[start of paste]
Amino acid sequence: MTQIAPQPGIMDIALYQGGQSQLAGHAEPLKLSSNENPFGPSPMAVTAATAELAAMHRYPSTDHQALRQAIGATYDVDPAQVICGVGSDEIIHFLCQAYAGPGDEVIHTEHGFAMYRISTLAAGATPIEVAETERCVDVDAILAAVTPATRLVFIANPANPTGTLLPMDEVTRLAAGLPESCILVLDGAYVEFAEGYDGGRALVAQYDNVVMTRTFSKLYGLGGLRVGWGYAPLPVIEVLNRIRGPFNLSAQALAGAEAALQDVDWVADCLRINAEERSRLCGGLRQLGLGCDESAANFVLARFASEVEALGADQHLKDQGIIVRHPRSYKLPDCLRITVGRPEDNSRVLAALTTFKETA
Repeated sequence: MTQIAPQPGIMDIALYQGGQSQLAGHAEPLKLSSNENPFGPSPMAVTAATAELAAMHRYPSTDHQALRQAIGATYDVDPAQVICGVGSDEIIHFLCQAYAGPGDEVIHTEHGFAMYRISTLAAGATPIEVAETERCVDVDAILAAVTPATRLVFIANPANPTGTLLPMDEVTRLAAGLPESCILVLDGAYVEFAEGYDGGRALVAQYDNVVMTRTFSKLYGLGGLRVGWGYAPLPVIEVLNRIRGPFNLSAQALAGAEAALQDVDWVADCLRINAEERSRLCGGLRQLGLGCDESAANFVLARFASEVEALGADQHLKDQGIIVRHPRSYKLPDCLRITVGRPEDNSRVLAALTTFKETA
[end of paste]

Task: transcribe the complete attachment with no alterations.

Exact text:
Amino acid sequence: MTQIAPQPGIMDIALYQGGQSQLAGHAEPLKLSSNENPFGPSPMAVTAATAELAAMHRYPSTDHQALRQAIGATYDVDPAQVICGVGSDEIIHFLCQAYAGPGDEVIHTEHGFAMYRISTLAAGATPIEVAETERCVDVDAILAAVTPATRLVFIANPANPTGTLLPMDEVTRLAAGLPESCILVLDGAYVEFAEGYDGGRALVAQYDNVVMTRTFSKLYGLGGLRVGWGYAPLPVIEVLNRIRGPFNLSAQALAGAEAALQDVDWVADCLRINAEERSRLCGGLRQLGLGCDESAANFVLARFASEVEALGADQHLKDQGIIVRHPRSYKLPDCLRITVGRPEDNSRVLAALTTFKETA
Repeated sequence: MTQIAPQPGIMDIALYQGGQSQLAGHAEPLKLSSNENPFGPSPMAVTAATAELAAMHRYPSTDHQALRQAIGATYDVDPAQVICGVGSDEIIHFLCQAYAGPGDEVIHTEHGFAMYRISTLAAGATPIEVAETERCVDVDAILAAVTPATRLVFIANPANPTGTLLPMDEVTRLAAGLPESCILVLDGAYVEFAEGYDGGRALVAQYDNVVMTRTFSKLYGLGGLRVGWGYAPLPVIEVLNRIRGPFNLSAQALAGAEAALQDVDWVADCLRINAEERSRLCGGLRQLGLGCDESAANFVLARFASEVEALGADQHLKDQGIIVRHPRSYKLPDCLRITVGRPEDNSRVLAALTTFKETA